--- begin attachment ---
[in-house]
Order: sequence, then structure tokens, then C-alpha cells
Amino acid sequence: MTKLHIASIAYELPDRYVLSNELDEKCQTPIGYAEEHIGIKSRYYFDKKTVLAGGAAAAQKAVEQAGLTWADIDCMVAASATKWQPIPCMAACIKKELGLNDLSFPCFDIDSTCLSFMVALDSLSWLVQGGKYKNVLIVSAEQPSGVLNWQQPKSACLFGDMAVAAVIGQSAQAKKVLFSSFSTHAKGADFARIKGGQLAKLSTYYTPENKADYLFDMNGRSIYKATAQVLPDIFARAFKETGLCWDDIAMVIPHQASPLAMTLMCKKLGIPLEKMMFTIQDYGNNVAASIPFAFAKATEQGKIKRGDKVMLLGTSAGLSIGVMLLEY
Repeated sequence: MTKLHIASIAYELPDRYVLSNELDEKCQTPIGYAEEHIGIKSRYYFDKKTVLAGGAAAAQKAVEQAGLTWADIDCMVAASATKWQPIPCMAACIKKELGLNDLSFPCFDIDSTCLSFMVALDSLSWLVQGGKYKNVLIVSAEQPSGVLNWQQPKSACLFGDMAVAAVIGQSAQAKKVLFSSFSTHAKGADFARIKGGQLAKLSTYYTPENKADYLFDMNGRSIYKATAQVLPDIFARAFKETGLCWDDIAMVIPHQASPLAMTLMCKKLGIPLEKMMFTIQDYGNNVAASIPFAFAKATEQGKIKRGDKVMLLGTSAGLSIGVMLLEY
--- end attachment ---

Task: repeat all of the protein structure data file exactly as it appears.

[in-house]
Order: sequence, then structure tokens, then C-alpha cells
Amino acid sequence: MTKLHIASIAYELPDRYVLSNELDEKCQTPIGYAEEHIGIKSRYYFDKKTVLAGGAAAAQKAVEQAGLTWADIDCMVAASATKWQPIPCMAACIKKELGLNDLSFPCFDIDSTCLSFMVALDSLSWLVQGGKYKNVLIVSAEQPSGVLNWQQPKSACLFGDMAVAAVIGQSAQAKKVLFSSFSTHAKGADFARIKGGQLAKLSTYYTPENKADYLFDMNGRSIYKATAQVLPDIFARAFKETGLCWDDIAMVIPHQASPLAMTLMCKKLGIPLEKMMFTIQDYGNNVAASIPFAFAKATEQGKIKRGDKVMLLGTSAGLSIGVMLLEY
Repeated sequence: MTKLHIASIAYELPDRYVLSNELDEKCQTPIGYAEEHIGIKSRYYFDKKTVLAGGAAAAQKAVEQAGLTWADIDCMVAASATKWQPIPCMAACIKKELGLNDLSFPCFDIDSTCLSFMVALDSLSWLVQGGKYKNVLIVSAEQPSGVLNWQQPKSACLFGDMAVAAVIGQSAQAKKVLFSSFSTHAKGADFARIKGGQLAKLSTYYTPENKADYLFDMNGRSIYKATAQVLPDIFARAFKETGLCWDDIAMVIPHQASPLAMTLMCKKLGIPLEKMMFTIQDYGNNVAASIPFAFAKATEQGKIKRGDKVMLLGTSAGLSIGVMLLEY